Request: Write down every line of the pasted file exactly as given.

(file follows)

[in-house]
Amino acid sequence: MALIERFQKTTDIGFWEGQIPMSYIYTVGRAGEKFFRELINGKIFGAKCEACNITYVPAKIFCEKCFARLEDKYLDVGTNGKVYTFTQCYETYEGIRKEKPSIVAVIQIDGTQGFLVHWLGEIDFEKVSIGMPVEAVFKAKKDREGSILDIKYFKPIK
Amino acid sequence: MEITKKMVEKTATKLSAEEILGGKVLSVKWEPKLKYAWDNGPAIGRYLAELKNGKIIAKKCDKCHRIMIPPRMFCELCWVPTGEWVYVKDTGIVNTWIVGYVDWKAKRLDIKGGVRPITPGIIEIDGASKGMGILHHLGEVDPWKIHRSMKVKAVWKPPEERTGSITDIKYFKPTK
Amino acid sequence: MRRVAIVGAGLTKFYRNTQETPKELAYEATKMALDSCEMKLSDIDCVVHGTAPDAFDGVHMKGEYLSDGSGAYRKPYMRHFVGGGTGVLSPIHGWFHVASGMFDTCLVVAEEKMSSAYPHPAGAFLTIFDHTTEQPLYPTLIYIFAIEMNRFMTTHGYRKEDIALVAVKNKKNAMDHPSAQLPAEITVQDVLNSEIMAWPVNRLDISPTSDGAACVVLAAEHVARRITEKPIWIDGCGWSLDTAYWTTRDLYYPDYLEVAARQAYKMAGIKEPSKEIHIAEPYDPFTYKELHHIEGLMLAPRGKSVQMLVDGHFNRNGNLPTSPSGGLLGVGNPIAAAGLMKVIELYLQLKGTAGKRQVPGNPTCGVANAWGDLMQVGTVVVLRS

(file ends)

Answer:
[in-house]
Amino acid sequence: MALIERFQKTTDIGFWEGQIPMSYIYTVGRAGEKFFRELINGKIFGAKCEACNITYVPAKIFCEKCFARLEDKYLDVGTNGKVYTFTQCYETYEGIRKEKPSIVAVIQIDGTQGFLVHWLGEIDFEKVSIGMPVEAVFKAKKDREGSILDIKYFKPIK
Amino acid sequence: MEITKKMVEKTATKLSAEEILGGKVLSVKWEPKLKYAWDNGPAIGRYLAELKNGKIIAKKCDKCHRIMIPPRMFCELCWVPTGEWVYVKDTGIVNTWIVGYVDWKAKRLDIKGGVRPITPGIIEIDGASKGMGILHHLGEVDPWKIHRSMKVKAVWKPPEERTGSITDIKYFKPTK
Amino acid sequence: MRRVAIVGAGLTKFYRNTQETPKELAYEATKMALDSCEMKLSDIDCVVHGTAPDAFDGVHMKGEYLSDGSGAYRKPYMRHFVGGGTGVLSPIHGWFHVASGMFDTCLVVAEEKMSSAYPHPAGAFLTIFDHTTEQPLYPTLIYIFAIEMNRFMTTHGYRKEDIALVAVKNKKNAMDHPSAQLPAEITVQDVLNSEIMAWPVNRLDISPTSDGAACVVLAAEHVARRITEKPIWIDGCGWSLDTAYWTTRDLYYPDYLEVAARQAYKMAGIKEPSKEIHIAEPYDPFTYKELHHIEGLMLAPRGKSVQMLVDGHFNRNGNLPTSPSGGLLGVGNPIAAAGLMKVIELYLQLKGTAGKRQVPGNPTCGVANAWGDLMQVGTVVVLRS